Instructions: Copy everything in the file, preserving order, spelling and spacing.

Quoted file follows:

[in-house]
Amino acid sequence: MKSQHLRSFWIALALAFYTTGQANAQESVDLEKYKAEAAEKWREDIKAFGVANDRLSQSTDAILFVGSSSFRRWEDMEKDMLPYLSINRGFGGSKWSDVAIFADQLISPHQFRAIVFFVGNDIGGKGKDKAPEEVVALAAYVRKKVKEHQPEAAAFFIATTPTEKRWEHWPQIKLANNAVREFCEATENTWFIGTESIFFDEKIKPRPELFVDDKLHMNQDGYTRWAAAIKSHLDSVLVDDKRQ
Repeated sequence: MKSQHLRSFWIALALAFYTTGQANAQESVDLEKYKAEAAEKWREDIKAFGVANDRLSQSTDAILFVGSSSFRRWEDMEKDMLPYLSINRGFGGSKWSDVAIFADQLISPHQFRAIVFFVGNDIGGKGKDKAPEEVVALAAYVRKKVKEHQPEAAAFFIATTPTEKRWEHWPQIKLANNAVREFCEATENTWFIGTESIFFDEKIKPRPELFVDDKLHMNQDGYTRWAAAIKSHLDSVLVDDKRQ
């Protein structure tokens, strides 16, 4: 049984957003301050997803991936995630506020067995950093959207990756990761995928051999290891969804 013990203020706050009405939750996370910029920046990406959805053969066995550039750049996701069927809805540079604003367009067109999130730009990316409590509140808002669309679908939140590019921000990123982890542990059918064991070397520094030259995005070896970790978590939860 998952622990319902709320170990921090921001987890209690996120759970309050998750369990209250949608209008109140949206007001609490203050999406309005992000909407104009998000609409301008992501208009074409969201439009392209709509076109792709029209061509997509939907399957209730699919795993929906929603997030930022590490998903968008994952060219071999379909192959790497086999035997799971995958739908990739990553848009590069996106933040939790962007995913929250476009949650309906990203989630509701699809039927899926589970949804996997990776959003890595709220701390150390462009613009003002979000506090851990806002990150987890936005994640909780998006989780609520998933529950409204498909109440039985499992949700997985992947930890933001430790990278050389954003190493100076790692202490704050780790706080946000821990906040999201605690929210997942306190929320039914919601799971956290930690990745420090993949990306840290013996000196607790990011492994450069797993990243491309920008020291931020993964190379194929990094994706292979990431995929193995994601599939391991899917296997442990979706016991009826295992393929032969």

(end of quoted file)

[in-house]
Amino acid sequence: MKSQHLRSFWIALALAFYTTGQANAQESVDLEKYKAEAAEKWREDIKAFGVANDRLSQSTDAILFVGSSSFRRWEDMEKDMLPYLSINRGFGGSKWSDVAIFADQLISPHQFRAIVFFVGNDIGGKGKDKAPEEVVALAAYVRKKVKEHQPEAAAFFIATTPTEKRWEHWPQIKLANNAVREFCEATENTWFIGTESIFFDEKIKPRPELFVDDKLHMNQDGYTRWAAAIKSHLDSVLVDDKRQ
Repeated sequence: MKSQHLRSFWIALALAFYTTGQANAQESVDLEKYKAEAAEKWREDIKAFGVANDRLSQSTDAILFVGSSSFRRWEDMEKDMLPYLSINRGFGGSKWSDVAIFADQLISPHQFRAIVFFVGNDIGGKGKDKAPEEVVALAAYVRKKVKEHQPEAAAFFIATTPTEKRWEHWPQIKLANNAVREFCEATENTWFIGTESIFFDEKIKPRPELFVDDKLHMNQDGYTRWAAAIKSHLDSVLVDDKRQ
């Protein structure tokens, strides 16, 4: 049984957003301050997803991936995630506020067995950093959207990756990761995928051999290891969804 013990203020706050009405939750996370910029920046990406959805053969066995550039750049996701069927809805540079604003367009067109999130730009990316409590509140808002669309679908939140590019921000990123982890542990059918064991070397520094030259995005070896970790978590939860 998952622990319902709320170990921090921001987890209690996120759970309050998750369990209250949608209008109140949206007001609490203050999406309005992000909407104009998000609409301008992501208009074409969201439009392209709509076109792709029209061509997509939907399957209730699919795993929906929603997030930022590490998903968008994952060219071999379909192959790497086999035997799971995958739908990739990553848009590069996106933040939790962007995913929250476009949650309906990203989630509701699809039927899926589970949804996997990776959003890595709220701390150390462009613009003002979000506090851990806002990150987890936005994640909780998006989780609520998933529950409204498909109440039985499992949700997985992947930890933001430790990278050389954003190493100076790692202490704050780790706080946000821990906040999201605690929210997942306190929320039914919601799971956290930690990745420090993949990306840290013996000196607790990011492994450069797993990243491309920008020291931020993964190379194929990094994706292979990431995929193995994601599939391991899917296997442990979706016991009826295992393929032969």